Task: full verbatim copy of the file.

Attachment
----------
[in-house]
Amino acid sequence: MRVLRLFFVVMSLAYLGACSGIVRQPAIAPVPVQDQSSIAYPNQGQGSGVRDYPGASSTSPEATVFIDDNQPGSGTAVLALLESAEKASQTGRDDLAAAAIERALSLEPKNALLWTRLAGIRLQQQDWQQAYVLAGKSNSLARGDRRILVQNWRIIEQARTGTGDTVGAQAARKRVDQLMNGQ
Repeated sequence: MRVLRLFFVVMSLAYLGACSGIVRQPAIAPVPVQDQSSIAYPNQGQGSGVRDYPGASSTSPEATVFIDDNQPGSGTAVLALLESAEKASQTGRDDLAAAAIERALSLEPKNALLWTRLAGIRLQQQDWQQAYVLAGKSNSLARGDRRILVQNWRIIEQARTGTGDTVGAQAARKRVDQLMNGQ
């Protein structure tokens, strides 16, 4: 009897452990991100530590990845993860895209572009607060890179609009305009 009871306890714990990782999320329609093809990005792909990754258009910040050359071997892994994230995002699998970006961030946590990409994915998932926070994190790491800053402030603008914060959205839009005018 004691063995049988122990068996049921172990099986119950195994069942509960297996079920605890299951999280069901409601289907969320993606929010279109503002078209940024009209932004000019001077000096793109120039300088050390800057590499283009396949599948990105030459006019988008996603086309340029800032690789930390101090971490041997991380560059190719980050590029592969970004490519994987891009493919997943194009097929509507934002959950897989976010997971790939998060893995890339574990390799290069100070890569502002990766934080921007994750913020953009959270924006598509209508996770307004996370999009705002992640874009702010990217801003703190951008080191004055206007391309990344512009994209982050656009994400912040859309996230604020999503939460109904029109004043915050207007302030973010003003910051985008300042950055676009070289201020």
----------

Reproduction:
[in-house]
Amino acid sequence: MRVLRLFFVVMSLAYLGACSGIVRQPAIAPVPVQDQSSIAYPNQGQGSGVRDYPGASSTSPEATVFIDDNQPGSGTAVLALLESAEKASQTGRDDLAAAAIERALSLEPKNALLWTRLAGIRLQQQDWQQAYVLAGKSNSLARGDRRILVQNWRIIEQARTGTGDTVGAQAARKRVDQLMNGQ
Repeated sequence: MRVLRLFFVVMSLAYLGACSGIVRQPAIAPVPVQDQSSIAYPNQGQGSGVRDYPGASSTSPEATVFIDDNQPGSGTAVLALLESAEKASQTGRDDLAAAAIERALSLEPKNALLWTRLAGIRLQQQDWQQAYVLAGKSNSLARGDRRILVQNWRIIEQARTGTGDTVGAQAARKRVDQLMNGQ
């Protein structure tokens, strides 16, 4: 009897452990991100530590990845993860895209572009607060890179609009305009 009871306890714990990782999320329609093809990005792909990754258009910040050359071997892994994230995002699998970006961030946590990409994915998932926070994190790491800053402030603008914060959205839009005018 004691063995049988122990068996049921172990099986119950195994069942509960297996079920605890299951999280069901409601289907969320993606929010279109503002078209940024009209932004000019001077000096793109120039300088050390800057590499283009396949599948990105030459006019988008996603086309340029800032690789930390101090971490041997991380560059190719980050590029592969970004490519994987891009493919997943194009097929509507934002959950897989976010997971790939998060893995890339574990390799290069100070890569502002990766934080921007994750913020953009959270924006598509209508996770307004996370999009705002992640874009702010990217801003703190951008080191004055206007391309990344512009994209982050656009994400912040859309996230604020999503939460109904029109004043915050207007302030973010003003910051985008300042950055676009070289201020």